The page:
noyary notarizing

A bill that has two Colorado Springs Republican lawmakers on opposite sides of the fence  over data privacy and remote notarization —  is now one committee away from Senate debate.

House Bill 1167 cleared the Senate Finance Committee on Thursday afternoon. The bill establishes rules for how Colorado remote notaries will protect the privacy of information for those who seek remote notary services.

Remote notaries can use audio and video recordings to provide a notary service to someone who is in another location. Proponents see such service as a benefit to populations like rural residents and the disabled.

The bill has pitted House sponsor Republican Rep. Terri Carver, who wants a Colorado-specific solution,  against Republican Sen. Bob Gardner, who wants to follow a model created by the national Uniform Law Commission (ULC).

Carver has said her bill follows much of that ULC model. Where they diverge is in what happens to the information — often personal financial data — and what remote notaries can do with it. Under Carver's bill, they can't record that personal financial data or provide it to third parties.

The bill left the House on April 2 and last week showed up in the Senate Judiciary Committee, where Gardner had an amendment at the ready that the the committee adopted — over the objections of the bill's Senate sponsors, Minority Leader Chris Holbert of Parker and Democratic Sen. Robert Rodriguez of Denver.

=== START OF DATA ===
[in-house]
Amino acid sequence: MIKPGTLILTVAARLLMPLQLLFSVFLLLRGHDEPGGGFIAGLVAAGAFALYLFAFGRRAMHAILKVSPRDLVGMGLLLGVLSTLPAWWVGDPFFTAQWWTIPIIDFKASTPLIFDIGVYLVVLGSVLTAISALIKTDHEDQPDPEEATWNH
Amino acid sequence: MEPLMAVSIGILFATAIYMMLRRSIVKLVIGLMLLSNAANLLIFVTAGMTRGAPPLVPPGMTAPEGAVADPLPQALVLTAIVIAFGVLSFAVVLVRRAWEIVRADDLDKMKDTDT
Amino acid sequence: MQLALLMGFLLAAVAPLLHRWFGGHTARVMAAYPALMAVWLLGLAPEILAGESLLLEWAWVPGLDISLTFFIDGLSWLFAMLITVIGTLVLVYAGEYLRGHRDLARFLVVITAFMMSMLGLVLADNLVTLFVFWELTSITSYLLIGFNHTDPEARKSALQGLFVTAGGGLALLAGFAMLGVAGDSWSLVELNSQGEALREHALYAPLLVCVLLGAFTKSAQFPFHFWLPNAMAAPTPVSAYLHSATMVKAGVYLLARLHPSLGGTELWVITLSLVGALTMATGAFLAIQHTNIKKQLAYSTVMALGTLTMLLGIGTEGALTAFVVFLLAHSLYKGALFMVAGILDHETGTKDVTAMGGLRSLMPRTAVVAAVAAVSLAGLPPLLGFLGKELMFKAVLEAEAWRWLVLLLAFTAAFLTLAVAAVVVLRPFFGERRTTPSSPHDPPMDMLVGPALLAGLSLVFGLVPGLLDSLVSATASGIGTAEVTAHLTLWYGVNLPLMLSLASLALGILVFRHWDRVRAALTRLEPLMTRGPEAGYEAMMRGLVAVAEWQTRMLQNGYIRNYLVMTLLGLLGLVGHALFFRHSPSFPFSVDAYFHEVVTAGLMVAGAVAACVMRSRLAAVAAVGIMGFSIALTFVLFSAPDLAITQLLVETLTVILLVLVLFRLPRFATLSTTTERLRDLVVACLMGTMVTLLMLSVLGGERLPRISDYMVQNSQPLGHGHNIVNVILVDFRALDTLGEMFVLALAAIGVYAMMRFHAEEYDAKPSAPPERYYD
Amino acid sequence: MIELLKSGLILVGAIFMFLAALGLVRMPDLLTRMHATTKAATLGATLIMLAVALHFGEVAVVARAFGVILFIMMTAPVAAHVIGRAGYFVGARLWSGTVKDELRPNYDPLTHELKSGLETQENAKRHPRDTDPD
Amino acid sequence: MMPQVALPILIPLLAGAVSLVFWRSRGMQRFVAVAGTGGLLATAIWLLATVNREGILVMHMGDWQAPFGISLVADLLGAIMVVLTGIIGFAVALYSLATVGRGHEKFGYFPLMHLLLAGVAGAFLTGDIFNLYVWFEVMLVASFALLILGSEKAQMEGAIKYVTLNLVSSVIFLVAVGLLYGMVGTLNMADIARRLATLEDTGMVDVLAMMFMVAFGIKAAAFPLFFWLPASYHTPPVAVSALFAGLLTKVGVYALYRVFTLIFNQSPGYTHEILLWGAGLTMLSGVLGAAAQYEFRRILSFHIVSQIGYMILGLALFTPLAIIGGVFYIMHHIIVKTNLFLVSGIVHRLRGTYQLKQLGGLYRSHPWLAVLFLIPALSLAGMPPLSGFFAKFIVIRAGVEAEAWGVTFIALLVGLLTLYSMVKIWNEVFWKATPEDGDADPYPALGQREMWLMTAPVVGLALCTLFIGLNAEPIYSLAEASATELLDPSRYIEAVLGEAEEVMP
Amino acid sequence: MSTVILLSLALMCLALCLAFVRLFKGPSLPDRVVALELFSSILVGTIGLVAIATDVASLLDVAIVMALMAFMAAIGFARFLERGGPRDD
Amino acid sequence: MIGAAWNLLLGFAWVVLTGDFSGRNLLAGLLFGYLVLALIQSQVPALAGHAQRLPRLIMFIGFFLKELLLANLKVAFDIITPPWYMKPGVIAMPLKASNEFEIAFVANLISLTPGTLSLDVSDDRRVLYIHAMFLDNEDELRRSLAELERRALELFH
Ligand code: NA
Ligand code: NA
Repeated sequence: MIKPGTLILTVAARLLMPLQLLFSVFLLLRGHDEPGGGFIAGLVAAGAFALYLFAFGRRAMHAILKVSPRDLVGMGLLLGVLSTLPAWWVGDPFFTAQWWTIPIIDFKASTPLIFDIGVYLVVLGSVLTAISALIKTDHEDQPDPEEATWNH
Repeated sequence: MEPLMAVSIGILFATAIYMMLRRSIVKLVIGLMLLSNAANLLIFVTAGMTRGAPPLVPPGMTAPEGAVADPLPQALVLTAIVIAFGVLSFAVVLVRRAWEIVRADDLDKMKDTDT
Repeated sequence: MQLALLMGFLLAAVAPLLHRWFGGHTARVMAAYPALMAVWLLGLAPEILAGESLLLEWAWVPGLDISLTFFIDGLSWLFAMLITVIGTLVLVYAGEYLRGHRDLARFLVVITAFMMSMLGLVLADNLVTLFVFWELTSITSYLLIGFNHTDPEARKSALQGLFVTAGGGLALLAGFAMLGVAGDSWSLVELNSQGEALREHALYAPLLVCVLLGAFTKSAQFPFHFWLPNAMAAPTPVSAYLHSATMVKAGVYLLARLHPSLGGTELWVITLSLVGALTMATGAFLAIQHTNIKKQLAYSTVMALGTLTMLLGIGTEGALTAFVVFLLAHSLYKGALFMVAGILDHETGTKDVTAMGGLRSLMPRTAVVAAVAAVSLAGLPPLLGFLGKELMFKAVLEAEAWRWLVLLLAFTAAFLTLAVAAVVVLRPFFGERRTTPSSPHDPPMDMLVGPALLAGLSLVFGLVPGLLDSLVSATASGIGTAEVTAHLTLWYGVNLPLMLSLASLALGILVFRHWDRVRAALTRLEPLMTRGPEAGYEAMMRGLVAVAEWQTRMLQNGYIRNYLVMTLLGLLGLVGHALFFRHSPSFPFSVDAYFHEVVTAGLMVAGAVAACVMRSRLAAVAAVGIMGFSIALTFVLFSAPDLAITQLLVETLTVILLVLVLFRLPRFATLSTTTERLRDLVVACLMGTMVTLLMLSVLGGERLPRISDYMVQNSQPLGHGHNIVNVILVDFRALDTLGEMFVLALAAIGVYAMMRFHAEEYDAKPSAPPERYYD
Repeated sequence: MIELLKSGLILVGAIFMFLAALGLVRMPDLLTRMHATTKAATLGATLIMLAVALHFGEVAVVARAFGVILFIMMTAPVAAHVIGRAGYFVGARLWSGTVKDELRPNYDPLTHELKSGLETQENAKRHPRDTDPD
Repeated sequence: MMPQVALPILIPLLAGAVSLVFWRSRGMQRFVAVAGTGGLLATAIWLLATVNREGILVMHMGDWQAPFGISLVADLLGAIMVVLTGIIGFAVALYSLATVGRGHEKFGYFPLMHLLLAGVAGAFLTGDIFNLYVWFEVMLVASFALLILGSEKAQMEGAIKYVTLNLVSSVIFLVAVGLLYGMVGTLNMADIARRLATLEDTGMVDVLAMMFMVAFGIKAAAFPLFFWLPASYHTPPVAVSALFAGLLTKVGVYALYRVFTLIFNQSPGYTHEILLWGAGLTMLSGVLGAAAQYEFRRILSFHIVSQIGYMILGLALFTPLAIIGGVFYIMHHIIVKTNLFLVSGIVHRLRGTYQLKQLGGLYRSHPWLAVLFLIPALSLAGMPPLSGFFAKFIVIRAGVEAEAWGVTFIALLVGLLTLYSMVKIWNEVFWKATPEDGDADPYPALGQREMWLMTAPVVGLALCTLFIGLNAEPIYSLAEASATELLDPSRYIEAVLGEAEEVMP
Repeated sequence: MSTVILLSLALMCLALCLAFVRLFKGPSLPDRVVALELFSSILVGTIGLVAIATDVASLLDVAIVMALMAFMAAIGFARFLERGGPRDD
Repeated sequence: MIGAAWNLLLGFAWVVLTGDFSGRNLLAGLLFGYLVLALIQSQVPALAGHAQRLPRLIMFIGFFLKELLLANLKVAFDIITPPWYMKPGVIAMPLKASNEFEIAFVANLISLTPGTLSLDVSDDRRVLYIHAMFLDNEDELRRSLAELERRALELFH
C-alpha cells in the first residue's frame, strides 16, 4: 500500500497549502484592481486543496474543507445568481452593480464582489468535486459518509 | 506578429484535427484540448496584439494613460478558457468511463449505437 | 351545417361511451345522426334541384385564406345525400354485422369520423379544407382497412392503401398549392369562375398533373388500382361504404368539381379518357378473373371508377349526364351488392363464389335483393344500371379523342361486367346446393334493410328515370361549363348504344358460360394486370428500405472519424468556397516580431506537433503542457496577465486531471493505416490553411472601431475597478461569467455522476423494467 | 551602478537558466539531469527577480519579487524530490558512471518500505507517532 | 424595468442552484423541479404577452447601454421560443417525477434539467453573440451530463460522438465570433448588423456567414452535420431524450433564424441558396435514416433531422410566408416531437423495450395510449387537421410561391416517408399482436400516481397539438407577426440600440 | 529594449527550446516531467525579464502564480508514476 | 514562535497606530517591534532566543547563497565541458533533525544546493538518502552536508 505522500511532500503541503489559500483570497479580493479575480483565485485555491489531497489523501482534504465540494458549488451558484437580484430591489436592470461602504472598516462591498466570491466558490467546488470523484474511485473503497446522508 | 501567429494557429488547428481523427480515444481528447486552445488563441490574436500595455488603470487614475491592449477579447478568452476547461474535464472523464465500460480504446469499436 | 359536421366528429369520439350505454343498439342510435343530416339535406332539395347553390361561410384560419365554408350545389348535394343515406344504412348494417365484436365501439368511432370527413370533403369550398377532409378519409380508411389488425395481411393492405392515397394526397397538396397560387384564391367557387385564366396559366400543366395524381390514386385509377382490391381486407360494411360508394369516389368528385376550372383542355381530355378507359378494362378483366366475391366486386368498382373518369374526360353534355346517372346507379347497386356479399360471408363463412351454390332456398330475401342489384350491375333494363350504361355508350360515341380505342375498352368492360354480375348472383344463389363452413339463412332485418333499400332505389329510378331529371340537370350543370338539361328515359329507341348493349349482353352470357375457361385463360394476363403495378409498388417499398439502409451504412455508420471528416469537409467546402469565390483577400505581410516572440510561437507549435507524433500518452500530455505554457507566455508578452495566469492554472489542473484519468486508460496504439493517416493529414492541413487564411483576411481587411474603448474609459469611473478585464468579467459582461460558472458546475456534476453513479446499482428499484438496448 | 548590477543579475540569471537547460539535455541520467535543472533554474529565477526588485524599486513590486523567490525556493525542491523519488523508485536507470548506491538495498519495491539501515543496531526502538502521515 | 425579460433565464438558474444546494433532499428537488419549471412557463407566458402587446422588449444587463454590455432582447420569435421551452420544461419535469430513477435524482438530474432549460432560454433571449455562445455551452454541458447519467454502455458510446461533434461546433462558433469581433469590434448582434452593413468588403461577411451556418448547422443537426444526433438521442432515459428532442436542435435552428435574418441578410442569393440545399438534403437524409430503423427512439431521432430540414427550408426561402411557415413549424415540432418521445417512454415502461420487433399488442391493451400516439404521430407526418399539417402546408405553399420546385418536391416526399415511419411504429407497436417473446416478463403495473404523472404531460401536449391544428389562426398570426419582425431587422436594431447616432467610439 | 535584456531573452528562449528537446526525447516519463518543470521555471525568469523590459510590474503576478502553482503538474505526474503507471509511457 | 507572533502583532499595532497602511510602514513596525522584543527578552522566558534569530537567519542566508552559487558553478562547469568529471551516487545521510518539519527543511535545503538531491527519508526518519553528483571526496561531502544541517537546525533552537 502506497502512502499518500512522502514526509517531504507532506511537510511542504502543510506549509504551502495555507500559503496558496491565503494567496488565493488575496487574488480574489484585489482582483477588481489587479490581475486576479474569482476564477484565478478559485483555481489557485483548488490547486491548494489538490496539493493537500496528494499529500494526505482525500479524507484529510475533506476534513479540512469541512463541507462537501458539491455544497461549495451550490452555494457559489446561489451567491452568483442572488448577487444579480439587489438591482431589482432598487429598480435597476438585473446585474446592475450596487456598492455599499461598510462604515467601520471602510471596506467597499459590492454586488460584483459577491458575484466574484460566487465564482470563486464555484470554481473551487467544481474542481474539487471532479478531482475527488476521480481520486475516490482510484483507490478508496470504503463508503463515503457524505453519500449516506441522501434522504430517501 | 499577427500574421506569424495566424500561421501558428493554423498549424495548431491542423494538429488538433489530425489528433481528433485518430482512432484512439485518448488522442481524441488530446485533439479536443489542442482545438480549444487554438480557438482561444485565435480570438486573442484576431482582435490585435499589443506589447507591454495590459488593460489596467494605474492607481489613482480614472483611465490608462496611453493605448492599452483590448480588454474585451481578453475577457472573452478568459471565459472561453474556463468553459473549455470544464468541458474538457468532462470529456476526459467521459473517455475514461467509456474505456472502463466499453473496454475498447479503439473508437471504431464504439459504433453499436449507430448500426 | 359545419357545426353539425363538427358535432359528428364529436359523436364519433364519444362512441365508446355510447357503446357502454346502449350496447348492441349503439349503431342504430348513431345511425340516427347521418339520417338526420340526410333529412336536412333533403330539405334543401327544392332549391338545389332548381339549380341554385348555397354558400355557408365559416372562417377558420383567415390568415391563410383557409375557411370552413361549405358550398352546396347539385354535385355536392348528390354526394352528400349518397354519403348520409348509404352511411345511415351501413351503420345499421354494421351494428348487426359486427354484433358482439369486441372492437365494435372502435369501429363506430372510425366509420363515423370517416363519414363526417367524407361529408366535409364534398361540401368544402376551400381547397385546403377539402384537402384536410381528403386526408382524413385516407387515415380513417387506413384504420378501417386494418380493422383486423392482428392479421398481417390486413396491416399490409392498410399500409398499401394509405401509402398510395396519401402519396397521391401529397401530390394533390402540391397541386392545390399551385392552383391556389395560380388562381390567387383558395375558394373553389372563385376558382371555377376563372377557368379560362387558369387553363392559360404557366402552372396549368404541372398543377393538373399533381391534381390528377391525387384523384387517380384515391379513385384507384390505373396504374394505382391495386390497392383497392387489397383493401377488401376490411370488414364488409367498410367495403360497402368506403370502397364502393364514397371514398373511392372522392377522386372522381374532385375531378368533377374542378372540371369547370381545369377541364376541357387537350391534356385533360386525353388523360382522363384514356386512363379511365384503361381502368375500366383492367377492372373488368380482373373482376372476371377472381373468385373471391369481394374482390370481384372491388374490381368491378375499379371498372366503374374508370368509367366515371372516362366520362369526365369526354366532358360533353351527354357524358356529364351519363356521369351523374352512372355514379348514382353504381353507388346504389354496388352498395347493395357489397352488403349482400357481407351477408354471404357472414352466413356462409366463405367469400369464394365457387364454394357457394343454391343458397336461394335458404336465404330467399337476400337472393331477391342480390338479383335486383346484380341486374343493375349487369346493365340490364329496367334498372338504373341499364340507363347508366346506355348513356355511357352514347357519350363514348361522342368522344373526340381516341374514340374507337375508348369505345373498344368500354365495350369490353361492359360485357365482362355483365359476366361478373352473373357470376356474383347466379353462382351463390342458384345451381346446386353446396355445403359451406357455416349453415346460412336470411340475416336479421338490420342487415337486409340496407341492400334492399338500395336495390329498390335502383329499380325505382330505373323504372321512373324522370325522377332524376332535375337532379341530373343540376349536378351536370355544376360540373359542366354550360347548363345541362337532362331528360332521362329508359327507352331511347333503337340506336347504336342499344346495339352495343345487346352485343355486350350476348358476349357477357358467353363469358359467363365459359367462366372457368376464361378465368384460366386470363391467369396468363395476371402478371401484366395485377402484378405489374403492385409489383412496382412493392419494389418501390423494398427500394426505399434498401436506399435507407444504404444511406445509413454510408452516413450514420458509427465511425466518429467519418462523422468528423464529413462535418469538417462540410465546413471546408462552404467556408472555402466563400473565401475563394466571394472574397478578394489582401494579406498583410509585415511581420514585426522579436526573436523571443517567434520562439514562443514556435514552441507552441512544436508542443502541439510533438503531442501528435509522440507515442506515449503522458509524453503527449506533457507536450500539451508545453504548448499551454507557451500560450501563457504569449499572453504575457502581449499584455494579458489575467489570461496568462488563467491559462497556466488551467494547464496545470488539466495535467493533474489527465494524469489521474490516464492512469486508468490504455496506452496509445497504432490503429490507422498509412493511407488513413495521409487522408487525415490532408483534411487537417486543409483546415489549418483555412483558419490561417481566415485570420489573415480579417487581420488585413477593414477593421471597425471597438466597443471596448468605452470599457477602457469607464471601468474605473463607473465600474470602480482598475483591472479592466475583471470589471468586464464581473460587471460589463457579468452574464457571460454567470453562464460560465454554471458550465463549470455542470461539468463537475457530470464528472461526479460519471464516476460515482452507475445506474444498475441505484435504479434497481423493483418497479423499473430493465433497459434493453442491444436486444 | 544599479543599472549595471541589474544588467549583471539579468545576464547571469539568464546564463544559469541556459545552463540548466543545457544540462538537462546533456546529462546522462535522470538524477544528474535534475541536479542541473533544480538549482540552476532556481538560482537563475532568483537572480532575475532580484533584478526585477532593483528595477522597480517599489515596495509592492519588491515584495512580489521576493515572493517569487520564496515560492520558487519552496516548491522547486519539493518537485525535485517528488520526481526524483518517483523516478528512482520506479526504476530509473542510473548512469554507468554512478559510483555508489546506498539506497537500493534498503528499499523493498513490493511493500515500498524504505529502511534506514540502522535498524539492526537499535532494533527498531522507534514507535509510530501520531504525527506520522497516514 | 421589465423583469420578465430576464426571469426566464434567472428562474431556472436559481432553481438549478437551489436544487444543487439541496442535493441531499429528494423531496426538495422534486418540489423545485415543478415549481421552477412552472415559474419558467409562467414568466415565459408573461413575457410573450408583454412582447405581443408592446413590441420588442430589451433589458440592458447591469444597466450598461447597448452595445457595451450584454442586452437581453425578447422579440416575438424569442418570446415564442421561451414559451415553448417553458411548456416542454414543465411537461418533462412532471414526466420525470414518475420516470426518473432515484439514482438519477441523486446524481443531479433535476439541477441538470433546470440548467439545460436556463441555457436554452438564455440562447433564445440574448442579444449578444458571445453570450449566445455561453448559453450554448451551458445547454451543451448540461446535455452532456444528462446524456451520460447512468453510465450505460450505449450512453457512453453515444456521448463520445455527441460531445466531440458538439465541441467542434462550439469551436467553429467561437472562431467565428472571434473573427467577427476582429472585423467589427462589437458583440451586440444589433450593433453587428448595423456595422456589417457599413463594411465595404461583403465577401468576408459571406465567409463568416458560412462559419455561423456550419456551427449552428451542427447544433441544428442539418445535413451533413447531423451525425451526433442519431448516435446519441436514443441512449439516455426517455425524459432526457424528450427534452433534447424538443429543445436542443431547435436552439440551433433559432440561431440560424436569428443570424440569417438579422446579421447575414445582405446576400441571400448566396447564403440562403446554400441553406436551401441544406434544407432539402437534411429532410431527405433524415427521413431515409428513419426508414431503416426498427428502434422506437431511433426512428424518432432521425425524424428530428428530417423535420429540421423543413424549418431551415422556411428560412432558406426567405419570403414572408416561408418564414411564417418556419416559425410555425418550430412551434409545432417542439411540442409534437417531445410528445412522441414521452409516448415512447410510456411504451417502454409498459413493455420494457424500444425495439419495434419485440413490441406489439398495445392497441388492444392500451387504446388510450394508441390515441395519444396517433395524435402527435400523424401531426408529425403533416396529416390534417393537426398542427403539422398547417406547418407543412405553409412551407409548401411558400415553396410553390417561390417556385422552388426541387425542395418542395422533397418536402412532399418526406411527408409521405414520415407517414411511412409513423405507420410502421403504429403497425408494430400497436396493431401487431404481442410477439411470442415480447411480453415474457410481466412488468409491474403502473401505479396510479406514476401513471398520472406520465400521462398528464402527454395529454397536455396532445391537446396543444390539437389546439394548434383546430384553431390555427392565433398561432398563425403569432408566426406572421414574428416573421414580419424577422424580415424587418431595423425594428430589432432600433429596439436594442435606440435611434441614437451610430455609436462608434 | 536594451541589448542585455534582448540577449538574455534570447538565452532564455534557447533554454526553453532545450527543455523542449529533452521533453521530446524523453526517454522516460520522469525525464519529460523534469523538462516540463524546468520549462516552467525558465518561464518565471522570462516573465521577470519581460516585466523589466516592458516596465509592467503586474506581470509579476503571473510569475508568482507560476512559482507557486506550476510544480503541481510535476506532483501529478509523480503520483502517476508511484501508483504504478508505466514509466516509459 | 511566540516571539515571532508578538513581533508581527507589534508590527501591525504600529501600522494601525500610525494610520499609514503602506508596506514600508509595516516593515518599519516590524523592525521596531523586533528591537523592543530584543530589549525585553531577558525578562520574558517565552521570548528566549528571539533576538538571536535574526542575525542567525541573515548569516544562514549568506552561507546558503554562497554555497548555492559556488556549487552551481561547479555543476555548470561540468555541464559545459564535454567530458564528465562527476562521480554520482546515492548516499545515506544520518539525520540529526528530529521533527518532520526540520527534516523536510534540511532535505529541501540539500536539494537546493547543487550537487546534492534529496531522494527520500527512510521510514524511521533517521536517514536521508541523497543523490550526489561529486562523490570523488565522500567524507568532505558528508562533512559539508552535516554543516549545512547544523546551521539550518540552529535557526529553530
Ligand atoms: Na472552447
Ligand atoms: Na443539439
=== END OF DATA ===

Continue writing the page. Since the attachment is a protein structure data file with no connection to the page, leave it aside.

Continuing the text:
The amendment would have made the information on the recording available in a court of law or other legal proceedings. Holbert and Rodriguez argued that it would create two different standards for notaries in Colorado.

Democratic Sen. Julie Gonzales of Denver was the deciding vote on the amendment. But by Thursday she'd had a change of heart.

Gonzales is also on the Senate Finance Committee that heard the bill Thursday. She suggested an amendment that would remove Gardner's.

"I heard more testimony on this bill in Judiciary than I care to admit," Gonzales said Thursday. "I have since recognized the impact of said amendment and would like to remove it. ... The more I've learned, it seems problematic."

The committee voted unanimously to approve the change and the bill, with a 5-2 vote in favor. It now moves on to the Senate Appropriations Committee, where its hearing is likely to take place before the week is out.

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